'Integration with Te Ao Māori' is a bit more complex. The Education Review Office measures success for Māori students under the Government’s obligations as a Treaty partner. Reading between the lines, our local school scored somewhere around the 'is trying but could do better' measure. We want our daughter to have a strong connection to her identity as Māori including fluency in Te Reo. At the very least we expect the teachers to be able to pronounce our Māori family name correctly.

There are several special character state schools which offer bilingual learning and accept out-of-zone enrolments for bilingual or immersion units. None of the ERO reports come close to matching the academic success indicators of our decile 10 local school.

My own experience was of ethnically diverse schools and opportunities to celebrate my own and other cultures in authentic ways - with actual members of those cultures. I took Te Reo through to university and practised Mautaiaha and kapa haka. This early foundation in Māoritanga lay dormant for many years as my career took me to workplaces where I was often the only Māori in the room, yet it was there for me when I came back to reclaim it in recent years.

The Māori side of my family also placed a great deal of importance on success in Te Ao Pākehā. My Dad chose not to speak Te Reo at school. He wasn’t part of the generation which was punished for speaking it, but by the time he went to school the insidious shadow of the cynical attempts to assimilate our people had stretched a long way. He didn’t want to speak our language because “you couldn’t be bright and be brown”. And he was bright. He didn’t want to be a ‘hori Māori’.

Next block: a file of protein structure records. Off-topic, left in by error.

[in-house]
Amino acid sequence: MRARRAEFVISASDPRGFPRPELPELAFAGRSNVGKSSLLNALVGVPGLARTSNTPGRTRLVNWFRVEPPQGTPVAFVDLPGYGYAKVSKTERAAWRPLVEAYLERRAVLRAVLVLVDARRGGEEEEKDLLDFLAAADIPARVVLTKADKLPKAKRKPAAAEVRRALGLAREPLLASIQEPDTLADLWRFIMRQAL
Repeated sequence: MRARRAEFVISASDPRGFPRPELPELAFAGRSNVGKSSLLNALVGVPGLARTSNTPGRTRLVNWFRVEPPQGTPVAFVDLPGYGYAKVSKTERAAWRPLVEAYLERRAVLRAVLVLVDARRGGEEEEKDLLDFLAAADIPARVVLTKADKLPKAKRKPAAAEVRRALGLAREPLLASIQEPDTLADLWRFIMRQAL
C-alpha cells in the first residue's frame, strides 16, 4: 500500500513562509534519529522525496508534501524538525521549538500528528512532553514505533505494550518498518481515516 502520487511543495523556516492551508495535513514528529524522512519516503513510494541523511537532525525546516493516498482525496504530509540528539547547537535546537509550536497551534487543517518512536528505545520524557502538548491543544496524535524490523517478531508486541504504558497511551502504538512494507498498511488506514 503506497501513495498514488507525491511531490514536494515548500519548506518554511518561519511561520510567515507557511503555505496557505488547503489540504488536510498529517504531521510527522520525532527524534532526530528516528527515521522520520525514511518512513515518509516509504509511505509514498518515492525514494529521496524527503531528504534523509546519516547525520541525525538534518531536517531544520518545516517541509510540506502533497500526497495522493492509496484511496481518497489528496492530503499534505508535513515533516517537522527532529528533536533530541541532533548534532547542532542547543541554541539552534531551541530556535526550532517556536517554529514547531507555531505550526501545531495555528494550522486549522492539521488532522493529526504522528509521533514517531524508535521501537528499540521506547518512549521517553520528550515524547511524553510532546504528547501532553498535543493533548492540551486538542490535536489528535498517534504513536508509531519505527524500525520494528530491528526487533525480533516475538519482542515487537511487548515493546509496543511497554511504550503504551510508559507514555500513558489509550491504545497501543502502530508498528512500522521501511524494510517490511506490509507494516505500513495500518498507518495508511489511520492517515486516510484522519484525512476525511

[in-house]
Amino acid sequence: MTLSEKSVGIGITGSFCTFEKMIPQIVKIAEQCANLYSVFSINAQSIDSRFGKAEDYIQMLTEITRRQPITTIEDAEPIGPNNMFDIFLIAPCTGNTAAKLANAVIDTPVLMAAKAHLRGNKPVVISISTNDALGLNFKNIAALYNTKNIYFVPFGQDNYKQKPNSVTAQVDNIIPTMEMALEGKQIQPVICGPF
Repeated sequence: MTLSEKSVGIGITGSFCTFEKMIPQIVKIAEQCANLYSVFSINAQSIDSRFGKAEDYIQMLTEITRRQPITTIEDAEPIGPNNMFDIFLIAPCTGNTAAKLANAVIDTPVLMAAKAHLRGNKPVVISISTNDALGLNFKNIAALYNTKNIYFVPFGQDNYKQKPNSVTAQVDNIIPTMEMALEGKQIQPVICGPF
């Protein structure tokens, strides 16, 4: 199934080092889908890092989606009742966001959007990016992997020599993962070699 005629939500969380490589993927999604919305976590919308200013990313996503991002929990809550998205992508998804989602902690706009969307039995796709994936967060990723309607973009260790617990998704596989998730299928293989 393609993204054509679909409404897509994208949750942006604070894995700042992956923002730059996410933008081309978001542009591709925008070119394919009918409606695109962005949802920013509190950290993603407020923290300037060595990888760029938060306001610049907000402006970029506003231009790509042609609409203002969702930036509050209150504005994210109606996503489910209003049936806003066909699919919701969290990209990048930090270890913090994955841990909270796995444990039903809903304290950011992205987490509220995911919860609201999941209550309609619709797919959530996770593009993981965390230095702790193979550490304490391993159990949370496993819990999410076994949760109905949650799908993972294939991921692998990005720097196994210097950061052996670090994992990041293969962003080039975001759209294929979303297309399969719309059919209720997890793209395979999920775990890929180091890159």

My Nanny (his mother) was Ngāti Porou and when Dad told me about how she pushed her kids to walk with confidence in the Pākehā world he recalled the words of our Ngāti Porou tupuna Sir Apirana Ngata:

"E tipu, e rea, mo nga ra o tou ao, ko to ringa ki nga rakau a te Pakeha hei ora mo te tinana, ko to ngakau ki nga taonga a o tipuna Maori hei tikitiki mo to mahuna, a ko to wairua ki to Atua, nana nei nga mea katoa." (Thrive in the days destined for you, your hand to the tools of the Pākehā to provide physical sustenance, your heart to the treasures of your ancestors to adorn your head, your soul to God to whom all things belong.)

Back to 2017 and we’ve come to characterise this as a choice between our two major criteria: academic or cultural. But what if we want both? What if Te Reo was compulsory in New Zealand schools and our local school flourished in cultural as well as academic success? What if the bilingual and immersion kura became the model for all state schools? How multilingual could we become as a nation if all our children are bilingual from an early age? How much more integrated and cosmopolitan could our society be if our schools reflected our increasingly diverse ethnic demography?

For us, we haven’t decided which path to follow. In some ways, it comes down to who should have responsibility for what in the school-parent relationship. Which of the gaps is it easier to bridge ourselves? The cultural or the academic? 

Should we go against the trend and head down the decile ratings - that could be said to be Brown Flight.